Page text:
Aqua Jet inventor and designer the late Peter Keir came up with a brilliant new design that brings jet boating within reach of the average salmon angler! Peter utilized an existing 1600cc Suburu car engine to power his purpose-built 150mm jet unit.
The trend over the past two decades has been for jet boats to become bigger and heavier. Along with this size and weight increase, has come the need for still bigger and more powerful engines. All of these size and weight increases have lead to just one thing: jet boating has become very expensive!
Another problem associated with big, heavy jet boats is that once beached they can take considerable strength to drag them back into the water. For this reason, many salmon anglers who are getting on in years are hesitant to take their boats out unless there are younger blokes along to help them out of any difficulties. It is all too easy with a jet boat to take a wrong turn, and suddenly end up high and dry! A receding tide can also leave your jet boat without water under the keel.
Aqua let inventor and designer Peter Keir, came up with a brilliant new design concept that brings jet boating within reach of the average salmon angler! Peter’s design utilizes an existing 1600cc Suburu car motor to power his new purpose-built 150mm jet unit, model AJ-150. The end result is a lightweight rig that tips the scales at a mere 310kg.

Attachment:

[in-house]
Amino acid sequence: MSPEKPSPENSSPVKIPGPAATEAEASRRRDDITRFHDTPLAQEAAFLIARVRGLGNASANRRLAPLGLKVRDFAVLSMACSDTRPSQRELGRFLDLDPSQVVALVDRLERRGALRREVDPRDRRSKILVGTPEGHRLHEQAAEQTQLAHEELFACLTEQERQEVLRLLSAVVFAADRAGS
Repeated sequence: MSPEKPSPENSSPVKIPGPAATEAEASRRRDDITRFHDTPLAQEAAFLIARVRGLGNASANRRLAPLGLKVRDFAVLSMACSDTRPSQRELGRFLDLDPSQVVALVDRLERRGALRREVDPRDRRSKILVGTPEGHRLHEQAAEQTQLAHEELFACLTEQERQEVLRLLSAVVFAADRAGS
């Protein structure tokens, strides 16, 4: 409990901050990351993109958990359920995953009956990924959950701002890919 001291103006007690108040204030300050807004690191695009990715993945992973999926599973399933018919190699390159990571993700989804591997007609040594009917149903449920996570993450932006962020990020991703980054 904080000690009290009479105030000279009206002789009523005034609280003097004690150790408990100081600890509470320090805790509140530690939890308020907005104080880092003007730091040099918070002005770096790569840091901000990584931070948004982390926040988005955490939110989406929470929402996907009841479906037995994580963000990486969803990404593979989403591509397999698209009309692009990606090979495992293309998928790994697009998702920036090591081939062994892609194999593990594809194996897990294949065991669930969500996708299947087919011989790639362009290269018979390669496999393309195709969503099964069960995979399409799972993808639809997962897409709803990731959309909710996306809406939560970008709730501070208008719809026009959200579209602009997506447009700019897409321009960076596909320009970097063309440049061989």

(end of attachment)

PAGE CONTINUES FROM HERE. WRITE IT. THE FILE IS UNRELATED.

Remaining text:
There are several obvious advantages with Aqua Jet’s light, weight design
1. It is much less costly to manufacture.
2. The lightweight Aqua Jetboat only requires a small 1800cc car to tow it!
3. The Aqua jet can easily be manoeuvred on land or water by one man.
4. It is very cheap to operate. The Suburu 1600cc motor produces about 90hp, runs on ordinary petrol, and burns little fuel in comparison with a conventional V8 powered jet unit.
Peter was a keen salmon angler and built the Aqua Jet with the salmon angler firmly in mind. Salmon fishing requires a jet boat that is relatively inexpensive to own and operate, is safe to use, and will do all that is asked of it with the minimum of fuss and bother. The Aqua jet is all these things and more.